Magazine article Insight on the News

Gas Is Greener, but Smog Safer; Americans Are Complaining about Reformulated Gasoline, Claiming the Cleaner-Burning Fuel Makes Them Ill, Costs More and Reduces Engine Performance

Magazine article Insight on the News

Gas Is Greener, but Smog Safer; Americans Are Complaining about Reformulated Gasoline, Claiming the Cleaner-Burning Fuel Makes Them Ill, Costs More and Reduces Engine Performance

Article excerpt

Americans are complaining about reformulated gasoline, claiming the cleaner-burning fuel makes them ill, costs more and reduces engine performance.

Thousands of Americans are complaining about new reformulated gasoline, or RFG, an oxygen-rich automotive fuel that reduces carbonmonoxide emissions. Most of the complaints are coming from residents of two of the nine smoggiest metropolitan areas, which are under a federal mandate to use RFG to cut ozone pollution and airborne toxins. Since the mandate took effect Jan. 1, more than 5,000 residents of the Milwaukee area have called a toll-free hot line with complaints about the new gasoline. A similar situation exists in New Jersey, where there is an organized grassroots effort to ban the gas.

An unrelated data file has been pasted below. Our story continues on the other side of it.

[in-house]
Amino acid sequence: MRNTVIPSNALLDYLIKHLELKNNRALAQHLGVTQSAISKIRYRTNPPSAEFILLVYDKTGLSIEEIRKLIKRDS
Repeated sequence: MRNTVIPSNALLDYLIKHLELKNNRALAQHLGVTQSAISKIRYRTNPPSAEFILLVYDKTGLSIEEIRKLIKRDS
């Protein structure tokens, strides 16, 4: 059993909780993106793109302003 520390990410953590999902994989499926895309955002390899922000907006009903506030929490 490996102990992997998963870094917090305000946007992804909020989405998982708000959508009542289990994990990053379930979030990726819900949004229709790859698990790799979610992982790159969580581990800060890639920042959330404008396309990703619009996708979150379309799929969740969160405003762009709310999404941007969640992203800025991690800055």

"People are complaining of headaches and nausea, and there seems to be a smaller segment of the population that has some respiratory problems" says Henry Anderson, chief medical officer for environmental and occupational health for the Wisconsin Department of Health and Social Services. "This is a large-enough program in terms of sales and impact on the community that I think we need a national strategy to investigate health issues'"

Rep. F. James Sensenbrenner Jr., a Republican from Wisconsin, notes that in addition to health concerns, "people have complained their gas mileage has gone down between 10 and 20 percent with reformulated gas." Sensenbrenner has introduced an amendment to the Clean Air Act to repeal the legislation on which the Environmental Protection Agency, or EPA, based its mandate.

In New Jersey, where six counties are required to use RFG and three others have volunteered to do so, a group called Oxy Busters says it has documented as many as 800 cases of people who sly they became ill from the new gas. The group also says it has collected signatures from more than 14,000 residents seeking a ban on its sale. The petition will be presented to Gov. Christine Todd Whitman, according to Barry Grossman, founder of Oxy Busters.

"I get calls from senior citizens who are afraid to leave their homes because they can't breathe when they get into their cars," says Grossman, "and I get calls from parents of 5- and 6-year-old children with headaches that won't go away." He says he has experienced headaches since he started filling his car with RFG. Dizziness and rashes are other common symptoms experienced by people who have been forced to switch to the fuel, says Grossman. "People are angry when they realize their own government is poisoning them. …

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